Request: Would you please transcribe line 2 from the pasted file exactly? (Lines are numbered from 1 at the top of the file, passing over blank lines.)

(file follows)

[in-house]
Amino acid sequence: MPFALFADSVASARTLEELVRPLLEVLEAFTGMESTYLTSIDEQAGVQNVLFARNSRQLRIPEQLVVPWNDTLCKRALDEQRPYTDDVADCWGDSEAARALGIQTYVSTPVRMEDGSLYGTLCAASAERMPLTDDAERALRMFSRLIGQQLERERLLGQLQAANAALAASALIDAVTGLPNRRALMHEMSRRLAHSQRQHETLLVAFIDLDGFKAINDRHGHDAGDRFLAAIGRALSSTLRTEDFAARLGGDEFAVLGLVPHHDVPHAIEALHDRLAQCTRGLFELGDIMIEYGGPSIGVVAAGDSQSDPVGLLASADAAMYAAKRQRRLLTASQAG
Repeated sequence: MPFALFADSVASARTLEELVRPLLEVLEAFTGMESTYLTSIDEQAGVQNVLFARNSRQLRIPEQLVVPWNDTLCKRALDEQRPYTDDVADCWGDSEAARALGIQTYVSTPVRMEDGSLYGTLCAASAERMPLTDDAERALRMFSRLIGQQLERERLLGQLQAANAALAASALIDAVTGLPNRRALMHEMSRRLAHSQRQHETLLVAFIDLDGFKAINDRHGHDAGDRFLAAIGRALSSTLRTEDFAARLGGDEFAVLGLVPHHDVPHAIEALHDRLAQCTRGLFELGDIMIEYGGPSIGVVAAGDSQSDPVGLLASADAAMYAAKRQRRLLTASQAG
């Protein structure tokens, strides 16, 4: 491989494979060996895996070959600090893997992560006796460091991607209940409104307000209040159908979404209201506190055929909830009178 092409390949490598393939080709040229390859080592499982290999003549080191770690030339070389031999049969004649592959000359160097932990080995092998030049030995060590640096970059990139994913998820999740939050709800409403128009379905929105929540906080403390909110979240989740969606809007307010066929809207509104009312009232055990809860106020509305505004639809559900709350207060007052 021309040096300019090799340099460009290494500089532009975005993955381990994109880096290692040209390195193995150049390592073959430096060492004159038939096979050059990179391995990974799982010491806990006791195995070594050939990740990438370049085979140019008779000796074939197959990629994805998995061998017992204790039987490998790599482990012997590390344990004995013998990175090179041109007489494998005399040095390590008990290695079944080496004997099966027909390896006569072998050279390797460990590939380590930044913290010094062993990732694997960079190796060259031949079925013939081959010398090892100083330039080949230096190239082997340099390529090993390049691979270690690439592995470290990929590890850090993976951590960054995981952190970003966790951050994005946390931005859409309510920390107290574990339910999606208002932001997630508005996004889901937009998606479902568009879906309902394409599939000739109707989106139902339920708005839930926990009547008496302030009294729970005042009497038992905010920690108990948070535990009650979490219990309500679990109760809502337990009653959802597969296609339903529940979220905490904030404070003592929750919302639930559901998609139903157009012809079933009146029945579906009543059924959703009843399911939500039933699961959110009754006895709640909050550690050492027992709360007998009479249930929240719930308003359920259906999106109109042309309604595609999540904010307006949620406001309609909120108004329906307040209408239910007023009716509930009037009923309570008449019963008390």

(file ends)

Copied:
Amino acid sequence: MPFALFADSVASARTLEELVRPLLEVLEAFTGMESTYLTSIDEQAGVQNVLFARNSRQLRIPEQLVVPWNDTLCKRALDEQRPYTDDVADCWGDSEAARALGIQTYVSTPVRMEDGSLYGTLCAASAERMPLTDDAERALRMFSRLIGQQLERERLLGQLQAANAALAASALIDAVTGLPNRRALMHEMSRRLAHSQRQHETLLVAFIDLDGFKAINDRHGHDAGDRFLAAIGRALSSTLRTEDFAARLGGDEFAVLGLVPHHDVPHAIEALHDRLAQCTRGLFELGDIMIEYGGPSIGVVAAGDSQSDPVGLLASADAAMYAAKRQRRLLTASQAG